This year, BBC1 presented The Echo, ITV a predictable Cider with Rosie, and Channel 4 little of dramatic note. Meanwhile, BBC2 followed their impressive adaptation of Henry James's The American on Boxing Day with A Rather English Marriage.
This was boldly flagged as "New drama". In light of this claim, several facts are perhaps best overlooked: first of all, it was an adaptation; secondly, it was dramatised by grizzled costumier Andrew Davies. What's more, it starred those famous old prunes Tom Courtenay and Albert Finney (last seen together in the West End play Art), alongside Joanna Lumley. A case of new drama, old faces.
Angela Lambert's story is essentially lightweight, a period piece on loss, class and old age, which Davies, to his credit, freshened up considerably. Courtenay was wonderful as Roy Southgate, an ex-milkman who was widowed on the same night as Squadron Leader Reginald Conyngham-Jervis. The two lonely old men, encouraged by a social worker, ended up sharing Finney's empty country house, with Southgate effectively a servant.
The manner of the deaths of Reggie and Southgate's wives, within minutes on the same hospital ward, was used as a macabre device to define the surviving partners' social standing. The milko's missus made a raging, rattling exit, while the squadron leader's spouse didn't want any fuss, and croaked quietly without so much as a tug on the bedside emergency cord.
Lumley's performance as a gold-digger was enthusiastic, if a little uneven. The make-up department had done something clever with blusher, which aged her disconcertingly, although, ironically, Lumley was playing a character roughly her own age. As a seductress she is still superb, with an alluring ability to dilate her pupils on cue like a car flashing its headlights.
There were some early Dennis Potter touches, which threatened to dominate the work. While it must be infernally hard to re-create a novelistic flashback of grief and bereavement, at times Davies used the technique as a convenient dramatic shortcut. Both Reggie and Southgate were frequently flown back to their youth, where they opened doors on a past peopled with ghosts which segued rather too neatly to the subsequent scene.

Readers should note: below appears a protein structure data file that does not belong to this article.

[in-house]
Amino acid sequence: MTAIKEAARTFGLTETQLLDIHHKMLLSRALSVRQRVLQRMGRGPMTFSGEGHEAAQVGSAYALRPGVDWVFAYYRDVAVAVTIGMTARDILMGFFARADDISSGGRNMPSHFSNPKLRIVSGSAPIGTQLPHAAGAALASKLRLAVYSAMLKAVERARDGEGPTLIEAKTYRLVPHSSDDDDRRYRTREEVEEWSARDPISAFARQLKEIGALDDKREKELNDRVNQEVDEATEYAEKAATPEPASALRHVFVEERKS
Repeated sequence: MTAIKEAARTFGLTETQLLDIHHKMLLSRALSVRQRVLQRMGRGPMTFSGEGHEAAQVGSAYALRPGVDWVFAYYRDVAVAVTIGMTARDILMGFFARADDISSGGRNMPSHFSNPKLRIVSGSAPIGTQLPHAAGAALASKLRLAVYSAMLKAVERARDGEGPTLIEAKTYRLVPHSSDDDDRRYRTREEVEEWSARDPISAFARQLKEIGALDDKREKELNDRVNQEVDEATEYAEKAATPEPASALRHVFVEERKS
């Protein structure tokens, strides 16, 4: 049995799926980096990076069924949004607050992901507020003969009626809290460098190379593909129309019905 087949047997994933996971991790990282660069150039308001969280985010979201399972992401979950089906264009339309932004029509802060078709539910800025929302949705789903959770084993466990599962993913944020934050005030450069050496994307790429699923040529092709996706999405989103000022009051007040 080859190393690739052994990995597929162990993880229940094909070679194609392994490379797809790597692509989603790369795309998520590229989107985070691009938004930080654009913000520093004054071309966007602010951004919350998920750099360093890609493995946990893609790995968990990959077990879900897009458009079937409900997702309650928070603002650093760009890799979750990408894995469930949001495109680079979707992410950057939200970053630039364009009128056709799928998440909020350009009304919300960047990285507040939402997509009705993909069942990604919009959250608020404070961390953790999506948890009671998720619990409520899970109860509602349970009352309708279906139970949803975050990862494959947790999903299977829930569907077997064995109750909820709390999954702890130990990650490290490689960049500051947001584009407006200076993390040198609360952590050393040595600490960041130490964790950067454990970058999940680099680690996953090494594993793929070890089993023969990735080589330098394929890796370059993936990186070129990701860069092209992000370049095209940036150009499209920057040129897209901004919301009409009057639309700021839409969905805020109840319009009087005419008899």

There was some movingly sparse dialogue, such as the exchange after Southgate took an early morning phone call. Reggie stood symbolically at the top of the stairs, Southgate at the foot. "It was the prison. My son's dead. Can I take the car?" The phrases were weighted beautifully, punctuated by an unspoken and poignant telegramatic "stop". All told, it was a rather English drama. "I never could stand hospitals," Reggie blustered to his dying wife. "We met in one," she replied.
Another habitually male environment formed the backdrop for a contemplative edition of Garden Doctors (C4). It would have been impractical and undignified to rush an order of Benedictine monks into finishing their tea, let alone landscaping a garden, something recognised in the first of a two-part garden re-design located at Quarr Abbey on the Isle of Wight.
The brothers were not in a hurry, holding numerous meetings and taking a field trip to the mainland before they consented, but, given, the impatient demands of the makeover format, I was concerned on their behalf.
Perhaps they would awake at dawn to find cloisters painted in ecclesiastical colours, or discover that a bald patch had been mown into the the quadrangle lawn. Presenter-designer Paul Thompson was serenity itself, and humanised the monks, who were given the courtesy of a proper introduction, and were conversed with rather than asked the usual crass questions.
One was an ex-teacher, another once worked in the music industry. "My mother was rather disappointed I became a monk," one chimed, "but I suppose lots of mothers are disappointed with their daughters-in-law."
It was hardly about gardening at all, but when, at last, a sketch was painted, it sounded divine: separate squares of contemplation colour-washed by quince blossom in spring and pale blue irises in summer.Reuse content